This Is Still Landscape Painting features new works by artist Yang Jiechang (b. 1956 in Foshan, Guangdong province, China). With this exhibition, Yang presents his audience with a range of paintings that are both disturbing and beautiful. Power, violence and terror are central concerns in Yang’s art and yet so are transcendence of form, sublimation of self and universal love. When Yang deploys seductively masterful technique in service of psychologically disturbing or even horrifying imagery, our experience approaches the sublime — a realization of the inhuman that is both monstrous and transcendent.
In his pursuit of both the sublime and the engaged, Yang’s artistic practice is perhaps unique in the history of traditional Chinese brush and ink painting. Since the late eighteenth and early nineteenth century Disasters of War and Los Caprichos series by Goya (1746–1828), European artists have taken it as their role to comment on society’s follies and disasters. Chinese brush artists, by contrast, continued to embrace the Confucian, Daoist and Buddhist moral norms long-established for the fine arts of poetry, calligraphy and brush painting. As a contemporary artist, Yang Jiechang rejects this traditional norm and embraces the role of social actor.
In the past, Yang Jiechang has combined the intense mineral pigments and brushwork of Tang, Song and Yuan dynasty Buddhist mural paintings with the fine line (工笔 gongbi) brush technique associated with paintings of birds and flowers, to paint images of war, massacre, terror, holocaust, wealth and power. His most widely known works in this mode are from his Crying Landscape series exhibited at the 2003 Venice Biennale and featured in the 2013–2014 Metropolitan Museum’s Ink Art: Past as Present in Contemporary China exhibition. This Is Still Landscape Painting features Yang’s most recent works in this mode, These Are Still Flowers (flower paintings based on paintings by Hitler), Mustard Seed Garden 1 (landscapes with hidden images of death) and Violet Land (from the 11th Day Series, depicting a variety of animal species engaged in inter-species expressions of love).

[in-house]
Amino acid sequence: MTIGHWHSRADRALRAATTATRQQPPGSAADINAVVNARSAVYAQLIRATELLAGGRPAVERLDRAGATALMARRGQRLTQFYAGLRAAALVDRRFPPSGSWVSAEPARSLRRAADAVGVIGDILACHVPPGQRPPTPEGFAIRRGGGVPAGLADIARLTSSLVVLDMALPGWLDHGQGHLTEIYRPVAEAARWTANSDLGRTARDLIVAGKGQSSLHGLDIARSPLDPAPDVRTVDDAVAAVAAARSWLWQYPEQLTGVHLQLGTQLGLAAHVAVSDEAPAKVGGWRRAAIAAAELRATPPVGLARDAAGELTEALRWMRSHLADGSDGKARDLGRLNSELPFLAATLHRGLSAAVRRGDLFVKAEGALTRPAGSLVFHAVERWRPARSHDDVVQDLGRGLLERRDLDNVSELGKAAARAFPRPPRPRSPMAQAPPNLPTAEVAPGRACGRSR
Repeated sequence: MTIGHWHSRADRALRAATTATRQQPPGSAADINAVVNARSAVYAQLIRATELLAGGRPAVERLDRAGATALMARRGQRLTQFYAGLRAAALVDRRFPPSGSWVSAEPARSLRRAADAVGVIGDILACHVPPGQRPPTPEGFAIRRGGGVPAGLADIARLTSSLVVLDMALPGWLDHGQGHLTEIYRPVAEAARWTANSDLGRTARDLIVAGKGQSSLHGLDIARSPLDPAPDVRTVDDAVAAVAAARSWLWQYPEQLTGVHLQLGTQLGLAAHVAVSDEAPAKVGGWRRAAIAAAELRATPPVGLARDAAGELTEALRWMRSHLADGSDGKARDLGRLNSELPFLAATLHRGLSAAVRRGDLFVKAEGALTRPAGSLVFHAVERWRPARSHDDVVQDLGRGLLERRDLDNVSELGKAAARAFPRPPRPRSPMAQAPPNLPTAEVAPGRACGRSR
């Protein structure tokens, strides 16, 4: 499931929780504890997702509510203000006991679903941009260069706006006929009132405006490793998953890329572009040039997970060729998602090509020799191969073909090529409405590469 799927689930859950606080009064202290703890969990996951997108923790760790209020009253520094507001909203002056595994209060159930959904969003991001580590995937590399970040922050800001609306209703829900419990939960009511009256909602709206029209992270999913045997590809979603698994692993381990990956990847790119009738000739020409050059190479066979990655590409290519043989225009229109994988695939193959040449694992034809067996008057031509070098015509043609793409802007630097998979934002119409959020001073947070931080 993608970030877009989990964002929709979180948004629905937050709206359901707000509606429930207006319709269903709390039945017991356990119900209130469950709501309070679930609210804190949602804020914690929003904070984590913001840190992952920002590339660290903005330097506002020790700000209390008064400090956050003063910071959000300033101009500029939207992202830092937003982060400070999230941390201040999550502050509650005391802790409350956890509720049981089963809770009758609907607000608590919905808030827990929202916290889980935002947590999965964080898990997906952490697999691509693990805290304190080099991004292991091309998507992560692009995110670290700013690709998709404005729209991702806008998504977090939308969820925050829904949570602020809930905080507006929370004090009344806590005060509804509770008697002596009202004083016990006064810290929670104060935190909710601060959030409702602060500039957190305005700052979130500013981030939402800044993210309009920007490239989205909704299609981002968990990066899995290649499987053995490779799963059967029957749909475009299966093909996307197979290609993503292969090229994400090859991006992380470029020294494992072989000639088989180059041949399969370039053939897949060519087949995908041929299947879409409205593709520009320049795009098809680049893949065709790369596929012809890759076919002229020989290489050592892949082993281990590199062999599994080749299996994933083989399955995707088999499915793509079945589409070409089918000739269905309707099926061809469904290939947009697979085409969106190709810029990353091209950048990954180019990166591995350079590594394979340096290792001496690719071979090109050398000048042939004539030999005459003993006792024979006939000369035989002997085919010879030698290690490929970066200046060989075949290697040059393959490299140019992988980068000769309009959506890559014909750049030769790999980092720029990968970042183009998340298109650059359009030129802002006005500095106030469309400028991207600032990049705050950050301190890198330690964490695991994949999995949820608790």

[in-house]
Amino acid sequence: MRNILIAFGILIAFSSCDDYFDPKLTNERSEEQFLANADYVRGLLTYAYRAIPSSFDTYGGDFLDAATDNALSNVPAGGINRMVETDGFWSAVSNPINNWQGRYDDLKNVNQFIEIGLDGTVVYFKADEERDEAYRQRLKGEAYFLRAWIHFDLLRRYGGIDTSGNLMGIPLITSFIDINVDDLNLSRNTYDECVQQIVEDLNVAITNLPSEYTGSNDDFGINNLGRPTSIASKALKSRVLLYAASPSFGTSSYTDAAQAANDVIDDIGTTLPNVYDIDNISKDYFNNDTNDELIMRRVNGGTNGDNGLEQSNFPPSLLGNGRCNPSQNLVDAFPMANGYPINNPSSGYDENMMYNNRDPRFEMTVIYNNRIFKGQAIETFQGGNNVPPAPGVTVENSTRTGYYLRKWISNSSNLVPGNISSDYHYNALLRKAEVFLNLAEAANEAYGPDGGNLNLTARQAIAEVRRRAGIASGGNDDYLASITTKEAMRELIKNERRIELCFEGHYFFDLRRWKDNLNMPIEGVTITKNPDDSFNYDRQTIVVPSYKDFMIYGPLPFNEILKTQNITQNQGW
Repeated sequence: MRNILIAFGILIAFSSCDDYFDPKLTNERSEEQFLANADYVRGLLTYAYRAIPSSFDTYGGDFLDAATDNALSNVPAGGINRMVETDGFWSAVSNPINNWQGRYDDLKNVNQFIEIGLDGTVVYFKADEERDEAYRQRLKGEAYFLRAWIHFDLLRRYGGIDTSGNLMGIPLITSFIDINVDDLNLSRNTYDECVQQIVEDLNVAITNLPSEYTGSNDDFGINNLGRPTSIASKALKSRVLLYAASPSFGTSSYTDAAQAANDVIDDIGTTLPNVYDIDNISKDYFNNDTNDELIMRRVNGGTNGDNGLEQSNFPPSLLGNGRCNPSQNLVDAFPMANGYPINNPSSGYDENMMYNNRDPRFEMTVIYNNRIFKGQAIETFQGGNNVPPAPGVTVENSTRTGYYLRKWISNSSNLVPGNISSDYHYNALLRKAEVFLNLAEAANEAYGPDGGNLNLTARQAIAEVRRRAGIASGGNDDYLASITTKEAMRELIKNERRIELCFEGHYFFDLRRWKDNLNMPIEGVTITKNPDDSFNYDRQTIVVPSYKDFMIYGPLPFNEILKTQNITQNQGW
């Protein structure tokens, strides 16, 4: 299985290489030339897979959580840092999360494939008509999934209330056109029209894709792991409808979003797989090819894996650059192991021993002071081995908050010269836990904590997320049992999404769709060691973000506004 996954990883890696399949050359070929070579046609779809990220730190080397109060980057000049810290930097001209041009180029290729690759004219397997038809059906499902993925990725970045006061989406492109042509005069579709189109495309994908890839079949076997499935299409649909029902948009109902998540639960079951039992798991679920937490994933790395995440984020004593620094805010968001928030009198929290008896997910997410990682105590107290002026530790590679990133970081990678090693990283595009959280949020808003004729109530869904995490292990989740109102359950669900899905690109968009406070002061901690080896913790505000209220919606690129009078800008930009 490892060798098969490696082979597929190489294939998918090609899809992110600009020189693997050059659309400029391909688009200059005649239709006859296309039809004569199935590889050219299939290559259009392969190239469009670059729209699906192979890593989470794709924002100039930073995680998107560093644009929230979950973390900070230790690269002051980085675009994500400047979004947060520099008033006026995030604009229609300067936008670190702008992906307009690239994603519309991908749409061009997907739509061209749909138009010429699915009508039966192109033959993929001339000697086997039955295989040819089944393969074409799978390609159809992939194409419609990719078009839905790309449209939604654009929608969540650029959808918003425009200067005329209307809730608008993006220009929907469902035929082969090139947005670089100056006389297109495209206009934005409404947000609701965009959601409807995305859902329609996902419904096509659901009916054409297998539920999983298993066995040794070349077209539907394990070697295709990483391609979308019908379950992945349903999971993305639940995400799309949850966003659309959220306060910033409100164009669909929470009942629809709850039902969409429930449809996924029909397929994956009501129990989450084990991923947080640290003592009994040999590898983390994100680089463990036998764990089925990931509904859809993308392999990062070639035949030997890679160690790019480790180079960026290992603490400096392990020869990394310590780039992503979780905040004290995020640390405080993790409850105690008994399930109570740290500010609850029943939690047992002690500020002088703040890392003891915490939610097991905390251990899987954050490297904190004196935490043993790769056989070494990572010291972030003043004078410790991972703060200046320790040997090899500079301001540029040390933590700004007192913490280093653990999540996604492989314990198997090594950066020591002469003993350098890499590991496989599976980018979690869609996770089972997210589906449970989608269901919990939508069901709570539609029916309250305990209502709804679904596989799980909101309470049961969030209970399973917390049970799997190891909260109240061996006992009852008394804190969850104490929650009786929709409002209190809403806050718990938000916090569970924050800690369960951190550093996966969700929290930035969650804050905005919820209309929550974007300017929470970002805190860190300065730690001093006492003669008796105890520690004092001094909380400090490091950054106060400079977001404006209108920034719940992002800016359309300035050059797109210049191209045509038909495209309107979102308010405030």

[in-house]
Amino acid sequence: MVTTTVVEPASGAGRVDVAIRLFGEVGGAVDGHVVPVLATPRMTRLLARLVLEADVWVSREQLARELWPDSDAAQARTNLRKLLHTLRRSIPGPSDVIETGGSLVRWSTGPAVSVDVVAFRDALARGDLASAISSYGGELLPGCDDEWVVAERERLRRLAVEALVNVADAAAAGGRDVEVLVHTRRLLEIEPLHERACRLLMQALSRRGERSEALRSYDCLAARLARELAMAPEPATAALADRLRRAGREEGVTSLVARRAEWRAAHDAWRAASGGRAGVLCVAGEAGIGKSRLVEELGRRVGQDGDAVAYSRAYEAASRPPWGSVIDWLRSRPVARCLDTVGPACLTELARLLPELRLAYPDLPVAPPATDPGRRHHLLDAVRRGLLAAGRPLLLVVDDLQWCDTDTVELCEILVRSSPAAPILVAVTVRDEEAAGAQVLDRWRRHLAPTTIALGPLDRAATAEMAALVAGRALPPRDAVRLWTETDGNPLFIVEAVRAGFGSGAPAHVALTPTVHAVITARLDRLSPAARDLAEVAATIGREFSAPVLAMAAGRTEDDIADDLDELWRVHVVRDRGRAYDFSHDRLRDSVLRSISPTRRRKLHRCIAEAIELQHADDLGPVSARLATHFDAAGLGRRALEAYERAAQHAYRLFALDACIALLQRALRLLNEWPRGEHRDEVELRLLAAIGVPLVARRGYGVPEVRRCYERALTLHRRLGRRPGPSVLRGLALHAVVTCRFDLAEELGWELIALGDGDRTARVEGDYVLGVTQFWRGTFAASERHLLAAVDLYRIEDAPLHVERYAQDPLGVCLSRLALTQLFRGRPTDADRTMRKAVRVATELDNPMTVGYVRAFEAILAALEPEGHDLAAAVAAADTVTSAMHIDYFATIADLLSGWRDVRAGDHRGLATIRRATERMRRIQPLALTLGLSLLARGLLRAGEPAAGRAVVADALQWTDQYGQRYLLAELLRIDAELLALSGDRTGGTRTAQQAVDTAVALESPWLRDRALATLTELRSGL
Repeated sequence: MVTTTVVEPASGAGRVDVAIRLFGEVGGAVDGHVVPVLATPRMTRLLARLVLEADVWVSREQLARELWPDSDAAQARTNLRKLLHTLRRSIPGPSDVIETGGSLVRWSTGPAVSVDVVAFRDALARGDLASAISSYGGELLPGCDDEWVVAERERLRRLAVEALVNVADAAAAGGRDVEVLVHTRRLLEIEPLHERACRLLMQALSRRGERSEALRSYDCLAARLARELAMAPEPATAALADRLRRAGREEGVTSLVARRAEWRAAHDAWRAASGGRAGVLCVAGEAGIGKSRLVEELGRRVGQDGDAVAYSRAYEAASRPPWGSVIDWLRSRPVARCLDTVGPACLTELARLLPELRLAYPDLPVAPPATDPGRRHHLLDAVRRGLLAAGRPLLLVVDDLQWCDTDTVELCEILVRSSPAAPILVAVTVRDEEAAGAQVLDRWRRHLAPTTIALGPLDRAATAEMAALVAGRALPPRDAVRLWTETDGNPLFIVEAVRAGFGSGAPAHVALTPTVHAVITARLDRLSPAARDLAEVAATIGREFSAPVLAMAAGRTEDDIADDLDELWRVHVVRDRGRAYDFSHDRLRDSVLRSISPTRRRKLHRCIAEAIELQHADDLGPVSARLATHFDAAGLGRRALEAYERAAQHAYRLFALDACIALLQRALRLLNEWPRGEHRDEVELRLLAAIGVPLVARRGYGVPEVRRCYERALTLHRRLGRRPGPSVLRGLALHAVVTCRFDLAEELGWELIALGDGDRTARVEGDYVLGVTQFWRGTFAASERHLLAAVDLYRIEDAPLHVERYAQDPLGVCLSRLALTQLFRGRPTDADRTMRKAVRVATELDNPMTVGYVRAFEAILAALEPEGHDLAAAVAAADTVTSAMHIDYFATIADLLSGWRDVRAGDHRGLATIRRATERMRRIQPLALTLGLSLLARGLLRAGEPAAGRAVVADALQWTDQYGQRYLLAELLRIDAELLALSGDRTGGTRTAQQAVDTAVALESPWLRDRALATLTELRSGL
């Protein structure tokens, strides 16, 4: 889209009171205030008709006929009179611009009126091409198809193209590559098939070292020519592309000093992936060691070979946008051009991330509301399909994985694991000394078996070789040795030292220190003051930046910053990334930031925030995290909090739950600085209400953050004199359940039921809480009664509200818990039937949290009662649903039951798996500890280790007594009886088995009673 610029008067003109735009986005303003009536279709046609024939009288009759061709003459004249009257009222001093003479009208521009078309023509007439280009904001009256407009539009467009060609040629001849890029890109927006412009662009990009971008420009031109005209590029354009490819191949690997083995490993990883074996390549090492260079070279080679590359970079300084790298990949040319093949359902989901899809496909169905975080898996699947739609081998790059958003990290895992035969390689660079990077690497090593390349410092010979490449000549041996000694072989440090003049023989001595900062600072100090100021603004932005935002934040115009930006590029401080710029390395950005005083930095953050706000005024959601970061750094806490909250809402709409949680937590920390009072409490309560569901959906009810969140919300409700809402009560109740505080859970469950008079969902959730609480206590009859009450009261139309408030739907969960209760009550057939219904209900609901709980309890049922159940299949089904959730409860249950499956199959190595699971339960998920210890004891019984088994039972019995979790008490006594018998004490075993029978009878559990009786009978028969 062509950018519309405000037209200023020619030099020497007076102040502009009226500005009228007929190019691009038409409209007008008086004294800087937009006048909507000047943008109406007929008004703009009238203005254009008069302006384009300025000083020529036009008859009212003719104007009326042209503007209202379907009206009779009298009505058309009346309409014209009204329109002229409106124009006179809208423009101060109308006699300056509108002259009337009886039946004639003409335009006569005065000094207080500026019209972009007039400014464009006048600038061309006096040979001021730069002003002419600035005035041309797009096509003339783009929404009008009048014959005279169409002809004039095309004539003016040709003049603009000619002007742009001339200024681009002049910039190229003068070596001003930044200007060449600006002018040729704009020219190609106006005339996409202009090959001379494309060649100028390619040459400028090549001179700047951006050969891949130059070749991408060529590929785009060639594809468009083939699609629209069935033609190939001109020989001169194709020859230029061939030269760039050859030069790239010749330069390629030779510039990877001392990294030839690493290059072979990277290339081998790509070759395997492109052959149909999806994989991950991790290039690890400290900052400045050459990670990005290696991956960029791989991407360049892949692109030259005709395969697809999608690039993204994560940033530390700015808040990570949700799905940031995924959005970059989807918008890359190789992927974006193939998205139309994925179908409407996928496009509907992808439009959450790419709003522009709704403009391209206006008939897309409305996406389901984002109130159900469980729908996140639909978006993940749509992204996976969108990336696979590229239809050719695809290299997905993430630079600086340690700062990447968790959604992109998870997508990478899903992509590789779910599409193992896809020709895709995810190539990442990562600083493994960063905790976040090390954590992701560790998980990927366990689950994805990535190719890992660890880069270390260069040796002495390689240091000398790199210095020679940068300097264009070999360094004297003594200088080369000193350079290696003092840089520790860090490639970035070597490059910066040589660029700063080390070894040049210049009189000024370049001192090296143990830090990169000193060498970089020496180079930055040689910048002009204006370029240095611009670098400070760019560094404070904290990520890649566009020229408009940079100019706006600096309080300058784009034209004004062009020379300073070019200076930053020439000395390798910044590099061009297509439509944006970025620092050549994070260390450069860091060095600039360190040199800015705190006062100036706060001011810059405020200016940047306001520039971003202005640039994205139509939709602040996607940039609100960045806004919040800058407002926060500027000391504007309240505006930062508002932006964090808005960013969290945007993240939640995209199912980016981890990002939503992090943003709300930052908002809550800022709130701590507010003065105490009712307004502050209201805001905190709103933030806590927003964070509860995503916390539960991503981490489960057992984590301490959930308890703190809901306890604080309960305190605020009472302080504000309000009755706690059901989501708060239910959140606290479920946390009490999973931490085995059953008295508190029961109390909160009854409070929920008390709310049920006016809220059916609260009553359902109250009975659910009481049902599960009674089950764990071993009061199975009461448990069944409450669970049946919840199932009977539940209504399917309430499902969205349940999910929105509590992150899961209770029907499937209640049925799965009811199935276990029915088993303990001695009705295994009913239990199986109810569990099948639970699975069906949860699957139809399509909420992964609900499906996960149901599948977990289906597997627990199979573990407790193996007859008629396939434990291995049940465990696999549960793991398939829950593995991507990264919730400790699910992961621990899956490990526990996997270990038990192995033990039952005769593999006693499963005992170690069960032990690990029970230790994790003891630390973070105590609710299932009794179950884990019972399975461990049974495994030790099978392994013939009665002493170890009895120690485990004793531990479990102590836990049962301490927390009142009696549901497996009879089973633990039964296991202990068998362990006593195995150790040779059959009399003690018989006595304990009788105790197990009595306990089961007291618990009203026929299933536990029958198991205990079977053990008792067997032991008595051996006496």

Yang Jiechang is equally talented when working in expressive calligraphic ink brushwork. In this mode of painting Yang cites the freehand style of painting (写意 xieyi, literally meaning ‘writing of ideas’) traditionally associated with a literary or poetic treatment of morally positive subject matter. For This Is Still Landscape Painting he has created a variety of works in this manner, with some depicting poignant vignettes, iconic wartime images of individuals, and others displaying the artist’s exhortations, for example “Do Not Move,” “Everything Is Important,” and “Whip.” The major piece After the Battle 1914-2014 portrays a succinctly rendered fallen soldier and his horse overlaid against a background bombed-out city that fades from view. Finally, a pair of sculptures, Young Man with Flowers 1924-2014 1 and Tieguai Li 1924-2014 1 shows the state of an individual, initially hopefully holding flowers, and later with devastating injuries.
As underscored by the title of After the Battle 1914-2014, this year marks the hundredth anniversary of the start of the First World War. Perhaps we can see the exhibition as a whole as a call to avoid disastrous large-scale violence. Nature itself is neutral — flowers are still flowers even if painted by Hitler, and the landscape is still a landscape, even when it is witness to the folly of humankind.